When allowing users to provide feedback on other content, most websites allow users to provide both positive and negative feedback. StackExchange, for example, allows users to both upvote and downvote questions and answers, and YouTube allows users to both like and dislike videos.

Some websites, on the other hand, only allow users to provide positive feedback. Facebook is perhaps the most obvious example: users can "like" content, but not "dislike it". StackExchange kind of does this as well for comments: I can upvote your comment, but I can't really downvote it (though I can flag it, which is a bit different).

Are there any studies (either from actual user testing, or maybe from research in social psychology) on the effects of choosing one or the other? For example, why might Facebook not ever want to provide a dislike button? (I'm assuming there's a reason besides added software maintenance complexity.) Is it because adding a source of negative feedback might discourage some websites from adding like buttons (because while it's awesome to see that people like your content, it's pretty discouraging to see that even a single person doesn't), or is it perhaps because of reasons on the user side?

I'm looking for actual research on these questions, not armchair thought experiments.

  • 1
    You say that you want "actual research" on this, and by that I assume some sort of objective analysis. Can you think of a method for an investigation that could answer your question objectively without relying on "armchair analysis"?
    – JohnGB
    Sep 24, 2011 at 9:55
  • I am going to echo what JohnGB is implying here: finding objective studies about a very subjective and case specific question will be extremely hard to find. I am sure some of the larger sites like Facebook have done multivariate or A/B testing on such issues, but the results of these kinds of tests rarely get published externally. Sep 24, 2011 at 19:18
  • I'd suggest changing the wording of your question to allow people here on StackExchange to at least provide you with their specific experiences with this kind of feedback. I find your question fascinating, but it is posed in a difficult manner. Sep 24, 2011 at 19:20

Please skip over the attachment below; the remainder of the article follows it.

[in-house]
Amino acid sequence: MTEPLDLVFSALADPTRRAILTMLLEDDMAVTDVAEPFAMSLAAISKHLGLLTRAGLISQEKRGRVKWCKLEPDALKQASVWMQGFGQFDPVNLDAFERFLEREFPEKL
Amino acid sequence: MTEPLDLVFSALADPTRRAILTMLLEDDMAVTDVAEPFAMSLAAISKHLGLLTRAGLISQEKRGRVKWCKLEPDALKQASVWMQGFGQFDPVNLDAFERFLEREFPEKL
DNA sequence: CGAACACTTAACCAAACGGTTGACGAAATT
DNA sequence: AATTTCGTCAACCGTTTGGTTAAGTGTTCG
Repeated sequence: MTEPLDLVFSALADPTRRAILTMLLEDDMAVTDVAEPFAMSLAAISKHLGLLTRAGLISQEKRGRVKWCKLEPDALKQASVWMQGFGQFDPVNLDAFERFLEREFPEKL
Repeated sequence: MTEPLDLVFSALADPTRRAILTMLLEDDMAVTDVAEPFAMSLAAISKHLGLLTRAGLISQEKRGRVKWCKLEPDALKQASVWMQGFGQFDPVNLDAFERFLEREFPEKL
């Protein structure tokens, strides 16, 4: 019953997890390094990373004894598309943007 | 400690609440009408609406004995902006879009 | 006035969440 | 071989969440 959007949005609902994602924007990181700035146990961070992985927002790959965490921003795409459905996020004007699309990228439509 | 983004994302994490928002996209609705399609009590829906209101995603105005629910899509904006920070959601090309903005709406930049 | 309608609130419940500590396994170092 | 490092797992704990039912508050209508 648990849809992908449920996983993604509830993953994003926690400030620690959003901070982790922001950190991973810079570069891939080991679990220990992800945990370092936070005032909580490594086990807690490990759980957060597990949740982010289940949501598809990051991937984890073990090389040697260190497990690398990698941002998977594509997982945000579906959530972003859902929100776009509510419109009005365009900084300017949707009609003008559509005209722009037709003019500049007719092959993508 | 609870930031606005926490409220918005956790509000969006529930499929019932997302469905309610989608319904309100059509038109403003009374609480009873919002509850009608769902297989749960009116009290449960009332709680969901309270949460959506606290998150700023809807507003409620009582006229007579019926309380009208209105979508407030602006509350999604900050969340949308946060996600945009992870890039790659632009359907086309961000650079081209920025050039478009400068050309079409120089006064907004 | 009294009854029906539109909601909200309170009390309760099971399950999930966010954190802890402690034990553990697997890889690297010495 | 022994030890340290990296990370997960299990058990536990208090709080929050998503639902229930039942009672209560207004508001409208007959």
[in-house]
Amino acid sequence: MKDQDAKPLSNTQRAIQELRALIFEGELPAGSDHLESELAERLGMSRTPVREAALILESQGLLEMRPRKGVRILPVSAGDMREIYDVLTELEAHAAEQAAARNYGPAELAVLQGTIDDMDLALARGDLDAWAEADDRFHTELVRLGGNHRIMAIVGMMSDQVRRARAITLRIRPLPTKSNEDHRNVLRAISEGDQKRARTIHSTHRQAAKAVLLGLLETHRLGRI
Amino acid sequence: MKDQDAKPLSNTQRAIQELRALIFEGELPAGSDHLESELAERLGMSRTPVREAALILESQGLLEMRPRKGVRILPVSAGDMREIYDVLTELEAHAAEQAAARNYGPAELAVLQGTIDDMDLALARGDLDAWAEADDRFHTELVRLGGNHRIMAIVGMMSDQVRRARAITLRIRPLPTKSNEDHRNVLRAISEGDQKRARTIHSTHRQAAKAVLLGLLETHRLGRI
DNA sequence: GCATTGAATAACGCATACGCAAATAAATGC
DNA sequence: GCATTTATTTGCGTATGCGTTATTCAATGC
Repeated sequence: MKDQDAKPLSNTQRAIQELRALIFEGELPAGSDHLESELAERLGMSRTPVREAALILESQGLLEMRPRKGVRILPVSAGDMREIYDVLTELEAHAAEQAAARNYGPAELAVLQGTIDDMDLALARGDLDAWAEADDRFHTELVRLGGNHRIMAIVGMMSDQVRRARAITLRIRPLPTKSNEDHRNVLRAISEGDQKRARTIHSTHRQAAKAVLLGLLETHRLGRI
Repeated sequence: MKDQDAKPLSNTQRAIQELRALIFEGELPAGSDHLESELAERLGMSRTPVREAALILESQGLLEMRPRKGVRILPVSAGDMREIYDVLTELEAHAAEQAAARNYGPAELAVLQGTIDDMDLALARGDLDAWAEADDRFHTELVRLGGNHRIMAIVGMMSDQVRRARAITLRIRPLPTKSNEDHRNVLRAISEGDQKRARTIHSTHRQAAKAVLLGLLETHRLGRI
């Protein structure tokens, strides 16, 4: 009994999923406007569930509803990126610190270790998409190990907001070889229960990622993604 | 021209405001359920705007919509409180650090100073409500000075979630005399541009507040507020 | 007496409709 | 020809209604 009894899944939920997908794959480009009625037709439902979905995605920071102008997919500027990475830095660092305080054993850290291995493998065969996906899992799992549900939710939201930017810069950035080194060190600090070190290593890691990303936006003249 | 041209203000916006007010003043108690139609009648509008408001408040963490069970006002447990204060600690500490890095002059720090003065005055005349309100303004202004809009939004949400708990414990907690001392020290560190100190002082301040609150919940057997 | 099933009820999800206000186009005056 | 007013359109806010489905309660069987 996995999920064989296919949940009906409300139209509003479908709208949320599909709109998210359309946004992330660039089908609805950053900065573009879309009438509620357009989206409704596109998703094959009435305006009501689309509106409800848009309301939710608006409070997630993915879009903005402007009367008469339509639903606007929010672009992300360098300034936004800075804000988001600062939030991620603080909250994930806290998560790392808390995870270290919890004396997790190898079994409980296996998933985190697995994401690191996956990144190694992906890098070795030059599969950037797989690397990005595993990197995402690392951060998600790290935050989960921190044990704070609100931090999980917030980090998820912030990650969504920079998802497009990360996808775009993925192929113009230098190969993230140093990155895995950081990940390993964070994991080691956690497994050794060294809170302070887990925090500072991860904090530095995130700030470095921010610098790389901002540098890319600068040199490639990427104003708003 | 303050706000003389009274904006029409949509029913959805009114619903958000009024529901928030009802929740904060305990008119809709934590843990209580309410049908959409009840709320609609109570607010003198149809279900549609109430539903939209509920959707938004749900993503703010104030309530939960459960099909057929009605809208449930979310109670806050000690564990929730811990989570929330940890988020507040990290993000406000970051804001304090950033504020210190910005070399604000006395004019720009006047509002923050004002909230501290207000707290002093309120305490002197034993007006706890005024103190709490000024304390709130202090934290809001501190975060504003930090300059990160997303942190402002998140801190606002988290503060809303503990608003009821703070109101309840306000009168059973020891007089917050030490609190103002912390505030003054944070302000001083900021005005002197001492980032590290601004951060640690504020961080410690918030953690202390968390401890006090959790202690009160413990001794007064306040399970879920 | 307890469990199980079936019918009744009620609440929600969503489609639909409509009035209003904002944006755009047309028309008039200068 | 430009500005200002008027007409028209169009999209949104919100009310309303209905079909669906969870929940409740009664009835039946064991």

• I made the question intentionally difficult and objective so that it wouldn't be closed as being too "discussiony" and unanswerable. Unfortunately, I have no idea how I should word my question to avoid it getting closed. sigh
    – grautur
    Sep 24, 2011 at 19:33
  • 1
    I think its a good question. And its quite likely that somebody's looked at the pre internet social psychology of say grading course papers. But if it happened pre 1997 - its not going to be searchable / or on free access.
    – PhillipW
    Sep 24, 2011 at 21:12

1 Answer 1


I'm not sure any research exists, but I have years of experience exploring and experimenting with this exact thing on my own. Since it may be the closest thing you can get in order to get an answer, my view:

Sites with upvotes only do not need their content to be accurate, they simply need content. For Facebook, "Like" is an interaction, and that is what they're after—any interaction IS their content, and the more subjective, the better.

Sites with both up and downvotes need the voting to mean something more universal, because they rank their content with it in a deeper way. StackExchange will die off if its voting system is flawed. If thousands of people "like" something not terribly interesting on Facebook, it doesn't injure Facebook the same way. Likewise StackExchange comments, since they are safely isolated from the primary product of the site (the value the community gives to the questions and answers) can be more of a social sandbox.

A Facebook "like" is always accurate because it's about what YOU like. A StackExchange "like" is part of an engine that exists primarily to discover the best of the best content in an objective sense. The latter needs the downvotes for accuracy, the former can be more casual about it and avoid the potential conflicts and hurt feelings(which could injure a social site) that negative voting brings.

Specifically, effects: Upvoting only keeps the community happy but doesn't get you accuracy, while adding downvoting will always make a permanent percentage of your users upset. (what this percentage is would be interesting to know, though it probably varies with the site's focus and people's willingness to take criticism in service to the larger cause)

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